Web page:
February 16, 2016 6:38 pm
Updated: February 17, 2016 5:36 am

Suspect in custody after RCMP surround Surrey bank for 6 hours

WATCH: A standoff that lasted several hours in a bank in Surrey's Newton neighbourhood has resulted in one arrest. As John Daly reports, the incident may have started with a man wanting to speak with a loan officer.


A tense situation in Surrey came to a peaceful end after police surrounded a bank with a suspected armed robber holed up inside.

At approximately 8:30 a.m., police received multiple calls about a robbery in progress at a TD Canada Trust bank in Newton.

Bank staff and customers all managed to get out and Surrey RCMP responded in force, locking down the building and surrounding streets.

Attempts to negotiate with the man went nowhere. More than five hours after the standoff began, heavily armed officers went in and arrested the man. Police say he was hiding out on the upper floor of the bank.

VIDEO: Tense standoff in Surrey

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“Throughout the day we made several attempts to communicate with anybody who may be inside,” Surrey RCMP Cpl. Scotty Schumann said. “After receiving no response after hours of trying, eventually our tactical teams … entered. They did find one adult male hiding in the top floor of the bank.”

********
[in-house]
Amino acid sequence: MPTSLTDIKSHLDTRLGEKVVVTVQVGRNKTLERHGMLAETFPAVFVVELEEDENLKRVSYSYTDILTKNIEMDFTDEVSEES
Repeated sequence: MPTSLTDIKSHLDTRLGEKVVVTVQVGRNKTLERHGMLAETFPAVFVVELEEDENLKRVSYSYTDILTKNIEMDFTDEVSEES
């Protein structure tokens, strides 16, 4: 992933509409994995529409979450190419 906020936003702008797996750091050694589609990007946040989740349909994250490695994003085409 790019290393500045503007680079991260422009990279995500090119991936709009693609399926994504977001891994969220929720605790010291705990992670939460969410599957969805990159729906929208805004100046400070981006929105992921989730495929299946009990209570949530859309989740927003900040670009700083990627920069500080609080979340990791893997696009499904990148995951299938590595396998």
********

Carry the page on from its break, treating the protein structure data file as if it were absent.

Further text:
Roads were closed in the immediate area, including 72nd Ave. from King George Blvd. to 138th St.

After the man was found, police said they were continuing to scour a wide radius around the bank and inside the building to ensure the premises were safe. Officers didn’t immediately locate a weapon after initially receiving reports suggesting the suspect had been armed.

An explosive disposal unit was on scene with a remote-controlled robot equipped with cameras that allow officers to remotely look inside the bank without putting themselves in danger, Schumann said.

“The threat of a bomb never existed,” he said.

Schumann addressed concerns from members of the public who complained police didn’t take action quickly enough.

“These types of files are very complex,” he said. “In this particular incident, we had no reason to rush into the bank.”

Schumann says these kind of incidents are very rare.

“I can’t remember one in recent history,” he said.

– With files from The Canadian Press


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